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April 15, 2013, to May 01, 2013

Type 2 Diabetes Risk Up By 22 Percent From Drinking One Sugary Drink A Day

British researchers who analyzed data from nearly 29,000 European participants in a cancer and nutrition study – about 12,000 of whom had type 2 diabetes – found that drinking one 12-ounce sugar-sweetened beverage a day increased the risk of type 2 diabetes by 22 percent. The risk dropped to 18 percent when total energy intake and body mass index were taken into account. The increased risk of diabetes from sugary drinks in Europe is similar to that found in a meta-analysis of studies conducted mostly in North America that found a 25 percent increased risk. Little or no association with diabetes risk was found among drinkers of artificially sweetened drinks or pure fruit juice and nectar (diluted fruit juice) drinks.

Vitamin E Relieves Symptoms Of Nonalcoholic Fatty Liver Disease

An accidental discovery in mice by researchers at Case Western Reserve University finds that the essential nutrient vitamin E can alleviate symptoms of liver disease brought on by obesity. The researchers were originally studying the effect of vitamin E deficiency on the central nervous system, using liver tissue to practice surgical techniques. They were surprised to find that the mice were in the advanced stages of nonalcoholic fatty liver disease and were deficient in vitamin E. Supplementation with vitamin E averted most of the disease symptoms, confirming the relationship between vitamin E deficiency and liver disease.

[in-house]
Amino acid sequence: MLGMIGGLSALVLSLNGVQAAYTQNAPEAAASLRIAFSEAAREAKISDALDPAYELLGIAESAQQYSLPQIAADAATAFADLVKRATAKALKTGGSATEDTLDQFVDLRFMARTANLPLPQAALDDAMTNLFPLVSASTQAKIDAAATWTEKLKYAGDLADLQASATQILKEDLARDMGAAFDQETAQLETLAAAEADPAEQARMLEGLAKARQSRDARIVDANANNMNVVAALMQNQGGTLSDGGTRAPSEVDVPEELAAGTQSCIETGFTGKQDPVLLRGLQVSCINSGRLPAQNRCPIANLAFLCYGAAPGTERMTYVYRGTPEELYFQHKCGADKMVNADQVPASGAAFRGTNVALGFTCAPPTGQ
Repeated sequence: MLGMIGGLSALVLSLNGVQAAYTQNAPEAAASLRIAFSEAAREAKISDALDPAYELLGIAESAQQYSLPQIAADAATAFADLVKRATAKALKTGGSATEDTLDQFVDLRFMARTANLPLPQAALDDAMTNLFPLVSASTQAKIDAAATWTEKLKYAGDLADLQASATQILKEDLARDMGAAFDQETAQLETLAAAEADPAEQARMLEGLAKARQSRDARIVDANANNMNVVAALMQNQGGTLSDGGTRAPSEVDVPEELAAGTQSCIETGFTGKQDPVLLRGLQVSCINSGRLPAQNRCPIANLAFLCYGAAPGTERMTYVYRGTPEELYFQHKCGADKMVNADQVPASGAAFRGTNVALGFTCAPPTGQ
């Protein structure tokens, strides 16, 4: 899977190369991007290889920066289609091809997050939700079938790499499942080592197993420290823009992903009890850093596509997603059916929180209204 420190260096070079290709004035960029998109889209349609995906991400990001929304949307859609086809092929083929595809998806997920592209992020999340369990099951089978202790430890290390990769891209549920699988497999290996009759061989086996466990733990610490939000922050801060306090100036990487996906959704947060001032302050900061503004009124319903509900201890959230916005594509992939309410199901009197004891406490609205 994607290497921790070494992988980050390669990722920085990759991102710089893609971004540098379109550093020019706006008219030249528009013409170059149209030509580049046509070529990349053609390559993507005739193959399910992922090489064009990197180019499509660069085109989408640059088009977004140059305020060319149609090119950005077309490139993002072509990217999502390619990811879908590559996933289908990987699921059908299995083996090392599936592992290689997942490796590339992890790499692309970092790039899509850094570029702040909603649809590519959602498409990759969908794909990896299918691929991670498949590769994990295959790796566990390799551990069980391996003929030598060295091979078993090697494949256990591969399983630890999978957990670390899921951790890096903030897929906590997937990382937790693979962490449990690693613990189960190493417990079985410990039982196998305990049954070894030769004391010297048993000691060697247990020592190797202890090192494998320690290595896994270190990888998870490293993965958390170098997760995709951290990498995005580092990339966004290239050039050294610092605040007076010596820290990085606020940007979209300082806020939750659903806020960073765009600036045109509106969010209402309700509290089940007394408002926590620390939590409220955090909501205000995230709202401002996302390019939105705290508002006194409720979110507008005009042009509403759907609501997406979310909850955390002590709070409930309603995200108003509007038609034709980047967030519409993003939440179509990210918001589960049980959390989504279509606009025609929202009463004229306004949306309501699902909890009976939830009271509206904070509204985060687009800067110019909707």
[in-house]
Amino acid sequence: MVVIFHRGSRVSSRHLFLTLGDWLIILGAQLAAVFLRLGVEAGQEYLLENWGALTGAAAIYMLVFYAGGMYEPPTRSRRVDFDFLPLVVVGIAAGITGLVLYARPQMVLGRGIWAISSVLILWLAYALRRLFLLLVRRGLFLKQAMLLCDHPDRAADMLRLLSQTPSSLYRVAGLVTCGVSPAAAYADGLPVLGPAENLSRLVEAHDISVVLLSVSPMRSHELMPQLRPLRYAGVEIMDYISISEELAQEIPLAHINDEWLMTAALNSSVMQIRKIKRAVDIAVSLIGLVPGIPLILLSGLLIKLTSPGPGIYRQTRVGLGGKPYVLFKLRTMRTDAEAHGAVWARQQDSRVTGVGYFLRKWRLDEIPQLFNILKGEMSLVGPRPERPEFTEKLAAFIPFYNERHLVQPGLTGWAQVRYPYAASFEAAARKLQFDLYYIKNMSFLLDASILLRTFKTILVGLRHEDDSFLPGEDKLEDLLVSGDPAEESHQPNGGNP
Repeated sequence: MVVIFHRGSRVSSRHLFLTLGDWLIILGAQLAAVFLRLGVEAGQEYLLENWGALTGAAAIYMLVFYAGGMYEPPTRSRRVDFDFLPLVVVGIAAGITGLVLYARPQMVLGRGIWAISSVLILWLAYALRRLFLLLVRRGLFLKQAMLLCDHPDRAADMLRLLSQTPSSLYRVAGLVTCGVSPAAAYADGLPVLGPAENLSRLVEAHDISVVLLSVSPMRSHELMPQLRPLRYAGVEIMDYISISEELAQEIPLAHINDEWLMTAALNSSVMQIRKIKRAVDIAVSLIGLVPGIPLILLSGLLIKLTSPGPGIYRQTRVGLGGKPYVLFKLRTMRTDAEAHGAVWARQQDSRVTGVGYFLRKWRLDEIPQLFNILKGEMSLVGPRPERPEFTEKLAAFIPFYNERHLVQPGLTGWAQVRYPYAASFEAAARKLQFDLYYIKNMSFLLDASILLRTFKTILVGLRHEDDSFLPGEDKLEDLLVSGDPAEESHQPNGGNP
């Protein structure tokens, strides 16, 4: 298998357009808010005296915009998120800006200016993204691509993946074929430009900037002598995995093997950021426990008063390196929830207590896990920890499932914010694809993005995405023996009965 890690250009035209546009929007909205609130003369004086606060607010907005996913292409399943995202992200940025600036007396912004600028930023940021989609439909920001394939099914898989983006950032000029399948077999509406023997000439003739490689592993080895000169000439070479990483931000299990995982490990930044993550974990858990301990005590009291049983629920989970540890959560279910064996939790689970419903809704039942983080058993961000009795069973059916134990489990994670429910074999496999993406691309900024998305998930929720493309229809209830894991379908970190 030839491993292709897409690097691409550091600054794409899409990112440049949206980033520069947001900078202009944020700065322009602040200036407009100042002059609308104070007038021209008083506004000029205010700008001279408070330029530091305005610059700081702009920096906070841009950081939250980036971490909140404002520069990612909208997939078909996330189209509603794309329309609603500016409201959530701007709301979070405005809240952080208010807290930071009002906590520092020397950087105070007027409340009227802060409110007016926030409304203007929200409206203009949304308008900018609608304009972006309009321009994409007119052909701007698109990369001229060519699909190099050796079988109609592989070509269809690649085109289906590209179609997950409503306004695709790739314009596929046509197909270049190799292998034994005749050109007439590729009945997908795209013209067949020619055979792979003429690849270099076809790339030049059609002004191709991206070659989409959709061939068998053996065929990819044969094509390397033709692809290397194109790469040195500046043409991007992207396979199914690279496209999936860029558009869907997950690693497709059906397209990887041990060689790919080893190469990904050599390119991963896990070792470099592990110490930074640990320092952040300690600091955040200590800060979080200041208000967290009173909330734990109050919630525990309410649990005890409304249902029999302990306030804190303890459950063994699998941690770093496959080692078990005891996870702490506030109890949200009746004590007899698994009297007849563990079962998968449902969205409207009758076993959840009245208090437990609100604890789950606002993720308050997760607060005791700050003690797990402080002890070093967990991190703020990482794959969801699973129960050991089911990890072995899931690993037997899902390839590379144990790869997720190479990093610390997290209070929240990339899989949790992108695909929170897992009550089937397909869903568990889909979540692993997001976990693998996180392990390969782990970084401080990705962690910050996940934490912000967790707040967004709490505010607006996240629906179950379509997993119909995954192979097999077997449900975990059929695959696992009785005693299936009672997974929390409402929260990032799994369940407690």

Three Studies Provide Evidence That Tree Nuts Are A Very Healthy Addition To The Diet

Researchers recently presented three studies associating tree nuts with a better nutrient profile, better diet quality, lower body weight, lower prevalence of metabolic syndrome, and a decrease in cardiovascular risk factors. Nuts included in the studies were almonds, Brazil nuts, cashews, hazelnuts, macadamias, pecans, pine nuts, pistachios and walnuts. One study involving 803 adults found that eating one ounce (one serving) of tree nuts weekly was associated with a seven percent lower risk of metabolic syndrome. Another study showed that nut consumption was associated with a decrease in total cholesterol, LDL or "bad" cholesterol, blood pressure, and coronary heart disease risk.